Why It’s Time To Move To Firefox
The browser wars have been going on since the early 1990s, and every few years we see a shift in the way that people make use of browsers. For a long time, Internet Explorer was the browser of choice for most people, but Microsoft would eventually be hit with anti-trust lawsuits based on the fact that they were running a monopoly. This was around the time that Netscape, now known as Firefox, would begin to draw more attention, and it quickly became the world’s favourite browser.
Fast forward a few decades and the browser landscape has changed completely. While Firefox does still have a large number of users, it pales in comparison to Google’s Chrome, a browser that’s now used by millions of people on a daily basis. There are calls for more and more internet users to switch back to Firefox – and here are some compelling reasons to do just that.
Perhaps the biggest reason to consider moving over to Firefox is the latest news about Manifest V3. While the technicalities behind Manifest V3 are extremely complicated, it boils down to the fact that Google wants more control of what extensions can do on Chrome, with special focus on adblocking.
There is speculation that this will virtually kill the kind of adblocking capabilities that we enjoy on Chrome at the moment, with well-known adblockers like uBlock Origin being crippled. This could also mean that it would be that much harder for developers and users alike to control the flow of ads that they will be subject to.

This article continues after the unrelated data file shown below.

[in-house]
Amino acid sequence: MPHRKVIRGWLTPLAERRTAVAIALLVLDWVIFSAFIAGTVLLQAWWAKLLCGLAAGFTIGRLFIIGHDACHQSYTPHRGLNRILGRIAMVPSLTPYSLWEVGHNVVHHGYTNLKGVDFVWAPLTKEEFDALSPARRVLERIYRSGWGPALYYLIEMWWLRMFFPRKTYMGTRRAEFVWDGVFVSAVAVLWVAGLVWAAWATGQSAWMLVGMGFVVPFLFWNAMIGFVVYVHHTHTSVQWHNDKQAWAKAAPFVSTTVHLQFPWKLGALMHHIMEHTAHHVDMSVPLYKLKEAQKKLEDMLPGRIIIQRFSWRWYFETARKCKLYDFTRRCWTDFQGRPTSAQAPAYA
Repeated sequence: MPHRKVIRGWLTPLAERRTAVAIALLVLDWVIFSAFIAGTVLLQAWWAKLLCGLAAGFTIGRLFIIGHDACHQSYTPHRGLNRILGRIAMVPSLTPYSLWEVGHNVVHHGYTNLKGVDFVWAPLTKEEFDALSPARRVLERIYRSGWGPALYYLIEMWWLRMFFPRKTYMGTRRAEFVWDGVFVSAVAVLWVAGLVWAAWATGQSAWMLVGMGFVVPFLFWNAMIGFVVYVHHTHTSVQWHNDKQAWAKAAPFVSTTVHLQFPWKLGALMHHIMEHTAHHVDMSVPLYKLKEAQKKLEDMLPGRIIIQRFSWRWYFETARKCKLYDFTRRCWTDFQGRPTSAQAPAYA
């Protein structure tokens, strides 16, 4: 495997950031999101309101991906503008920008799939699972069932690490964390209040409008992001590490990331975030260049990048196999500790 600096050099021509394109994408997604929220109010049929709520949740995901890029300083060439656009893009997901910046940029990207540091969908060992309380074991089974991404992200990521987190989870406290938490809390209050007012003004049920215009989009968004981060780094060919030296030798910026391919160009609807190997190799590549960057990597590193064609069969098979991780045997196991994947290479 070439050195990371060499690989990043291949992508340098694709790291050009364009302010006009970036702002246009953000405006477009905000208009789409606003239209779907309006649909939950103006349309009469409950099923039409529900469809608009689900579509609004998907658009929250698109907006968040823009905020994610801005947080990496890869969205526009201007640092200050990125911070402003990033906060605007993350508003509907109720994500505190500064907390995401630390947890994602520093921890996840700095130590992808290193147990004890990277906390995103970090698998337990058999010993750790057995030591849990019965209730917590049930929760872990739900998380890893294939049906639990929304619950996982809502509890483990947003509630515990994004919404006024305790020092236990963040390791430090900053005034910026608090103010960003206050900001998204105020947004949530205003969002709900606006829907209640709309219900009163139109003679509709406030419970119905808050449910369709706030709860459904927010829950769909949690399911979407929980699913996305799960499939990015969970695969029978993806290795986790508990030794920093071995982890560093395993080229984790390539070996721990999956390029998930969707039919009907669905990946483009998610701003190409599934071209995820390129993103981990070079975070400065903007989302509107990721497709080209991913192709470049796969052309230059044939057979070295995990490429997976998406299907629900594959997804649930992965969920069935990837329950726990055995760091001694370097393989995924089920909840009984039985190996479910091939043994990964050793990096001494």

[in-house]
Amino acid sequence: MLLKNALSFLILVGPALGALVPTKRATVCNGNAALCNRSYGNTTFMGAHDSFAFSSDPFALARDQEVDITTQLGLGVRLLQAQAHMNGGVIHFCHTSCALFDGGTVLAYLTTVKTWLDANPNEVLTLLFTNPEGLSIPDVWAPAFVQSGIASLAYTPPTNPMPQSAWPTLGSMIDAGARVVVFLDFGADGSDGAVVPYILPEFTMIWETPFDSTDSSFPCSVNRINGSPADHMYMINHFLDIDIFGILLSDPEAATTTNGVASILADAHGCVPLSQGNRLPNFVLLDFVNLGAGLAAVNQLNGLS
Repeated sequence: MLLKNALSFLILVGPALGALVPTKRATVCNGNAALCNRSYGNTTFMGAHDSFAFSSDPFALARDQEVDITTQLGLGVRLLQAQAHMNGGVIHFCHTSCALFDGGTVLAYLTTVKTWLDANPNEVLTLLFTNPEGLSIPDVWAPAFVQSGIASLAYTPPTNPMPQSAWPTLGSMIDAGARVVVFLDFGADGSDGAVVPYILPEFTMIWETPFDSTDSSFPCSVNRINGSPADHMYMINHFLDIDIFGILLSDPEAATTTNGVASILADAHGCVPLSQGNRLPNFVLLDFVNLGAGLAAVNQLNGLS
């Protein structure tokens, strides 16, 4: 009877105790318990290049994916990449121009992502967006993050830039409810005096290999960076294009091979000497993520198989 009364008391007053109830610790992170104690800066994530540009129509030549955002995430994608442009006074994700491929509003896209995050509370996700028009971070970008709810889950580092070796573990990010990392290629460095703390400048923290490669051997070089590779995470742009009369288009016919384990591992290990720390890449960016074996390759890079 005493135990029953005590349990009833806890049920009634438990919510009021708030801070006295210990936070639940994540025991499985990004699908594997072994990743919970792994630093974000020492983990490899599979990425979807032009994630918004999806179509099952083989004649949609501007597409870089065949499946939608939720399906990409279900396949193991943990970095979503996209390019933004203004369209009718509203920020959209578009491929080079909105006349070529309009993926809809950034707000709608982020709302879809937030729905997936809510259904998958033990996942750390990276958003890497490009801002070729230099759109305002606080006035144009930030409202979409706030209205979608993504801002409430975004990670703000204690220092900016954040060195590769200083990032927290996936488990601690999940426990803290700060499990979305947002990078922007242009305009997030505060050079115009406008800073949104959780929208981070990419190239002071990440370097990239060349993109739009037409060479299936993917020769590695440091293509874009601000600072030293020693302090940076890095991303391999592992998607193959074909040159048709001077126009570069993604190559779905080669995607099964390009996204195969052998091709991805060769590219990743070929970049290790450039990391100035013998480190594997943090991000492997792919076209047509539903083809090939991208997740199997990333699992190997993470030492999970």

The argument between open and closed source software is one that doesn’t really apply to or affect most average users, but it’s still worth considering when making the choice. While the base of Chrome is Chromium, which is open source, Chrome itself is very much closed source, meaning that there’s no way of knowing what’s going on under the hood.
Firefox, on the other hand, is free and open source software that allows anyone to inspect the source code. This keeps data harvesting and other similar issues within the public scope and allows for great overall scrutiny.
Open Web Standards
Linked closely to Manifest V3, the problem is that the more people that use Chrome, the more control Google has over the internet and the standards that it follows. This benefits nobody except Google and the companies that they provide advertisement space for, and could also mean that corporate entities have tighter control over the flow of information across the world.
There are many people out there that believe the internet is a global and public entity that should provide access to uncontrolled and reliable information and tools, whether it’s for news, research, social media, or just playing Canadian real money slots online.
Firefox is a powerful browser with the latest security and excellent privacy controls and offers many of the same features of Google Chrome, but without the constant privacy invasions that come with the latter.